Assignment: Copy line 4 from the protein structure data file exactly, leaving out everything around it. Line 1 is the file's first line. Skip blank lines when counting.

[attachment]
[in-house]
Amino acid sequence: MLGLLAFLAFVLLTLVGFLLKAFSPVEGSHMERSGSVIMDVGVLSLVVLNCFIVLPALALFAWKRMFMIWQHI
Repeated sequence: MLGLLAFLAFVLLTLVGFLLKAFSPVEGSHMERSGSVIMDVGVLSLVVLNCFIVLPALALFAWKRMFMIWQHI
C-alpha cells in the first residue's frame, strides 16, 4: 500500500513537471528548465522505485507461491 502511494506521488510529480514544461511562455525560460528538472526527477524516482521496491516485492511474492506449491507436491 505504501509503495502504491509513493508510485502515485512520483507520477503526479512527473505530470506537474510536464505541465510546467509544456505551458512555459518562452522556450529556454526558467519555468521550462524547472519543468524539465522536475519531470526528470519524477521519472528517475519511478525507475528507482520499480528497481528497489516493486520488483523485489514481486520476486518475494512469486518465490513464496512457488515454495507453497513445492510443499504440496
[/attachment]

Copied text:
C-alpha cells in the first residue's frame, strides 16, 4: 500500500513537471528548465522505485507461491 502511494506521488510529480514544461511562455525560460528538472526527477524516482521496491516485492511474492506449491507436491 505504501509503495502504491509513493508510485502515485512520483507520477503526479512527473505530470506537474510536464505541465510546467509544456505551458512555459518562452522556450529556454526558467519555468521550462524547472519543468524539465522536475519531470526528470519524477521519472528517475519511478525507475528507482520499480528497481528497489516493486520488483523485489514481486520476486518475494512469486518465490513464496512457488515454495507453497513445492510443499504440496